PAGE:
China Mono-Banking System

Topics: Monetary policy, Central bank, Reserve requirement Pages: 21 (6394 words) Published: August 28, 2010
1. Introduction

1. The evolution of banking risk management in china

Previously, China adopted the mono-banking system where there was virtually no need for banking risk management. During then, every step involving the supply and utilization was predetermined by the Chinese government. People’s Bank of China (PBC), being the only bank simply received instructions from the government about the allocation of the funds.[1]

However, things took a change when the four specialized banks namely the Industrial and Commercial Bank of China, the Agricultural Bank of China, Bank of China and the China Construction Bank were converted into state-owned commercial banks in the late 1970s. With the transformation, commercial loans were being made and this brings the banks to the issue on risk management.

1.2 Credit and liquidity risk

Therefore, this term paper sets to explore on how banks in China practices banking risk management. In light of the Central Bank’s recent aggressive stance in curbing loans, this paper will highlight on credit risk and liquidity risk. The former is an increasing concern for the Chinese banks. It should also be noted that the Chinese economy is still operating under a relatively conservative banking climate. The rules and regulations set by the banks are tightly linked with the government’s policies.

2.1 Time line of Chinese banks curbing loans (2004-2010)

Important Events:

2003: In order to rein in the obviously excessive credit growth, the PBC raised the required reserve ratio by one pp on September 21, 2003. ICBC set up an industry research center in 2003 to improve its risk control management.

2004: effective on April 25, 2004 bank reserve ratio was increased by 0.5% to 7.5%. Chinese firms are financed by banks at a rate of 98 per cent but often fail to pay back their loans, as a result, there are almost half of the bank’s assets are unpaid, caused half of the banks insolvent. In 2004, there was US$ 45 billion used to save China’s second and third largest banks, the Bank of China and the China Construction Bank. Subsequently, another US$ 100 billion were used to save the Industrial and Commercial Bank of China and the Agricultural Bank of China. [2]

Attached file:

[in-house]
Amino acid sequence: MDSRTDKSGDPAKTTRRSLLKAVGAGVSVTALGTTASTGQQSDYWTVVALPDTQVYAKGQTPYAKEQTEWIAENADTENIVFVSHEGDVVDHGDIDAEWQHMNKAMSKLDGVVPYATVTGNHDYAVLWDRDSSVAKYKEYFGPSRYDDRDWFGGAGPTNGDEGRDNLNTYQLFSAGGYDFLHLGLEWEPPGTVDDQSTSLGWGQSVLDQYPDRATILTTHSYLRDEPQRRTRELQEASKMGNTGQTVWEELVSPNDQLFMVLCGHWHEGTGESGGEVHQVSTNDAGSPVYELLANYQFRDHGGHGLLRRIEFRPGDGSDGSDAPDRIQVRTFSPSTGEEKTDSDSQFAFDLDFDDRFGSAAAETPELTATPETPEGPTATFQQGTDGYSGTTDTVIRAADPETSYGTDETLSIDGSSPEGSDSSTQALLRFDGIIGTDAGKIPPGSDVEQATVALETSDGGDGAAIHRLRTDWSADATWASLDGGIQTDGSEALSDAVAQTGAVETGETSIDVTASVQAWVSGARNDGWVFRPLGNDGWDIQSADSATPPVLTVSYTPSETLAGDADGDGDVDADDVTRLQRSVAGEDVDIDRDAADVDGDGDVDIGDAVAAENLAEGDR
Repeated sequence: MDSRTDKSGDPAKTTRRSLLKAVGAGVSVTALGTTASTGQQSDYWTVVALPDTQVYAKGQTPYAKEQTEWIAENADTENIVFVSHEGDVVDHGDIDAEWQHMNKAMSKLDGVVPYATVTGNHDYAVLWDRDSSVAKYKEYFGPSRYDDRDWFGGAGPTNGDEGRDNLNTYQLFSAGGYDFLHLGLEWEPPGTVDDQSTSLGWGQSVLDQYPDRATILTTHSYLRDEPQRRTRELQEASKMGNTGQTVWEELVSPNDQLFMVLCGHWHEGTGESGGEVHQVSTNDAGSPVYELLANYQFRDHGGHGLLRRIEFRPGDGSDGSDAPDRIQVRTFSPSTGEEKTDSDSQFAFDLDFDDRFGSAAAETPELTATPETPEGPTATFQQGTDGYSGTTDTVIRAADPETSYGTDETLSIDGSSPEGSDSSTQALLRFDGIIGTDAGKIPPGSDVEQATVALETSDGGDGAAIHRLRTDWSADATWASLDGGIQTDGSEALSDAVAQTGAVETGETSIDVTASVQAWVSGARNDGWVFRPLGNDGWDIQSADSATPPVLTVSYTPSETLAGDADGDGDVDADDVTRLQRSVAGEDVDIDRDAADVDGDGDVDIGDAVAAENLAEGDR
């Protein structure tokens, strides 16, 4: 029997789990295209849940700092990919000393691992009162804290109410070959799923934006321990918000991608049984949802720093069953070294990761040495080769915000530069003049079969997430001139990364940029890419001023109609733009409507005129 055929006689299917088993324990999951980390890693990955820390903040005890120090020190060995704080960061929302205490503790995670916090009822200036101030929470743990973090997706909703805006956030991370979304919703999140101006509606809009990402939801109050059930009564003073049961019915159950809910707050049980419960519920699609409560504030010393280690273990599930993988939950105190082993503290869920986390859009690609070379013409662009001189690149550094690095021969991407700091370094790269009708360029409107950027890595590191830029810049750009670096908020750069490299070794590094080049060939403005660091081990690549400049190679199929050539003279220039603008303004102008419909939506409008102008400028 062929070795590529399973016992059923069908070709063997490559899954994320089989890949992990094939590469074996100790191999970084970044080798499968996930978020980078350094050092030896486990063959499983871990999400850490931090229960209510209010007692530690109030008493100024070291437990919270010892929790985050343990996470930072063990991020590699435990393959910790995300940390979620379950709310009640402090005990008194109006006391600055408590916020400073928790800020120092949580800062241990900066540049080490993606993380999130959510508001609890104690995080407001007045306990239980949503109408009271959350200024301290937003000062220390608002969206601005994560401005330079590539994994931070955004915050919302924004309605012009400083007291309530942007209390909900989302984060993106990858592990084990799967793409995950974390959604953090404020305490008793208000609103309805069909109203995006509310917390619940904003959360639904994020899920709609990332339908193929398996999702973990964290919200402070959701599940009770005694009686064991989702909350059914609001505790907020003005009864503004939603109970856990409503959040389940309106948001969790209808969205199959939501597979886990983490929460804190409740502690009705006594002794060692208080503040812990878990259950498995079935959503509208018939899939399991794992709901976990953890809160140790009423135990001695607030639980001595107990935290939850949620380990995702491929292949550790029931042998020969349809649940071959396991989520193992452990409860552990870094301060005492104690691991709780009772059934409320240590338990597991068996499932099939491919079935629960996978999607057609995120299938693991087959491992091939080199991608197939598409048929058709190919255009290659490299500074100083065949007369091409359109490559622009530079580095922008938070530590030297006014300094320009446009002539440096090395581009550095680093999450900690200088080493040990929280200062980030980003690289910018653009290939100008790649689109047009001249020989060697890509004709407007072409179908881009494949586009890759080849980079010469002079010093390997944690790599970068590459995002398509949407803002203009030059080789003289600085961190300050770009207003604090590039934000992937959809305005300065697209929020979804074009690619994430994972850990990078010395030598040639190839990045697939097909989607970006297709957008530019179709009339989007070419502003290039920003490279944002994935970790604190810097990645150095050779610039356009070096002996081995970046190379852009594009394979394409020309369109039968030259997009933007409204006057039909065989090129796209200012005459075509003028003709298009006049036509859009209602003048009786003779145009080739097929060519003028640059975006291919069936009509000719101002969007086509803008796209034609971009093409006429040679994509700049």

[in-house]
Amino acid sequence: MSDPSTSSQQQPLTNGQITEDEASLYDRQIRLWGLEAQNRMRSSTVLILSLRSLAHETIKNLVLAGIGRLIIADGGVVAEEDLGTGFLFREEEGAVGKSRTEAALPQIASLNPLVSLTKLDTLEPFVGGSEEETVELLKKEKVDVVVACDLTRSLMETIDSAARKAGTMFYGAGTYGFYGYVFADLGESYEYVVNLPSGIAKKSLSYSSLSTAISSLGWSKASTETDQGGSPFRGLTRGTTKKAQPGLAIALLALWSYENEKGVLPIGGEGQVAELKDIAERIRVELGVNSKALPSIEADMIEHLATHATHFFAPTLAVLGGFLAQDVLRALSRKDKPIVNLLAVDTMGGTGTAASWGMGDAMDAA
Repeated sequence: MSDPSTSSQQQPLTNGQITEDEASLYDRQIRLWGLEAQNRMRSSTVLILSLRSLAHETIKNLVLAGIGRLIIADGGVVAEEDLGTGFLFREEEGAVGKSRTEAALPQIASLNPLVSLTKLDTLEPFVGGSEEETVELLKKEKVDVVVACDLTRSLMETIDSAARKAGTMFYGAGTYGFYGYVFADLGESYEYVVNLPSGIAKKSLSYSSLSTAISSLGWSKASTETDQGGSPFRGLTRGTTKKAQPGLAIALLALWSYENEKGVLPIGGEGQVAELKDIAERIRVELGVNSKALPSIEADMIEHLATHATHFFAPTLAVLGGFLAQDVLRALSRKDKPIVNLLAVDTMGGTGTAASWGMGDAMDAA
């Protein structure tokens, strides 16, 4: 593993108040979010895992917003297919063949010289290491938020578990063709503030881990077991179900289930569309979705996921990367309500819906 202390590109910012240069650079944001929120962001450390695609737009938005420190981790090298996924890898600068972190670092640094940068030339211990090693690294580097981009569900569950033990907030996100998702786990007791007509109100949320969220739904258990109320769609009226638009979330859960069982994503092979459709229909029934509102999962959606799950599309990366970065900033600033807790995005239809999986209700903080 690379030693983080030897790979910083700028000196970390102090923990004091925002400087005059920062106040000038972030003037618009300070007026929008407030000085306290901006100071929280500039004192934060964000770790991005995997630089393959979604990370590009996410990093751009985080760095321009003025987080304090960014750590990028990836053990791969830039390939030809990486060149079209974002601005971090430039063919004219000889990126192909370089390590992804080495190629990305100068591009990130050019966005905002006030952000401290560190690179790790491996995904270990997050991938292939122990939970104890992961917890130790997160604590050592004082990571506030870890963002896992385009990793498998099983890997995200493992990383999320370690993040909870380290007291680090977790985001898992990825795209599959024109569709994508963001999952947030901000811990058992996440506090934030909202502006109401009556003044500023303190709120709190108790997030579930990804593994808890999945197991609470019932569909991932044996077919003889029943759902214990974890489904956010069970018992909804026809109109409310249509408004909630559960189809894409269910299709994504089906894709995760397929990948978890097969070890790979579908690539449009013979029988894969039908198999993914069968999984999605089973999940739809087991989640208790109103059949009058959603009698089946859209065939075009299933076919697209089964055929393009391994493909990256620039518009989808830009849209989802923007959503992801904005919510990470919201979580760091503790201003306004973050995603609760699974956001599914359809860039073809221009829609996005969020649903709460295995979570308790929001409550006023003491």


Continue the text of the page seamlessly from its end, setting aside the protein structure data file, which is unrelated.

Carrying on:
2006: On April 28, the People's Bank of China (PBOC) raised lending rates for the first time since October 2004, boosting the one-year benchmark rate by 27 base points to 5.85 per cent, as part of efforts to curb the overheating in some sectors such as real estate.

2007: With effect on june 5 2007, the bank reserved ratio is to increase by 0.5% to 11.5%. Bad-loan ratio fell again in 2007 after tight credit monitoring.

2008: The reserve ratio was increased by 0.5% to 12% on starting August 15,2008

Jan 2010: The central bank raised the reserve requirement ratio by 0.5% with effective day on 18 Jan 2010. It's a clear sign that it was determined to drain excessive liquidity in the market and curb lending.

Time Line:
|Time |Change in reserve ratio |Direction |Notes | |1987 |10% to 12%  |Up | | |1988 |12% to 13%  |Up | | |1998-03-21 |13% to 8%  |Down | | |1999-11-21 |8% to 6%  |Down | | |2003-09-21 |6% to 7%  |Up | | |2004-04-25 |7% to 7.5%  |Up | | |2006-07-05 |7.5% to 8.0%  |Up...
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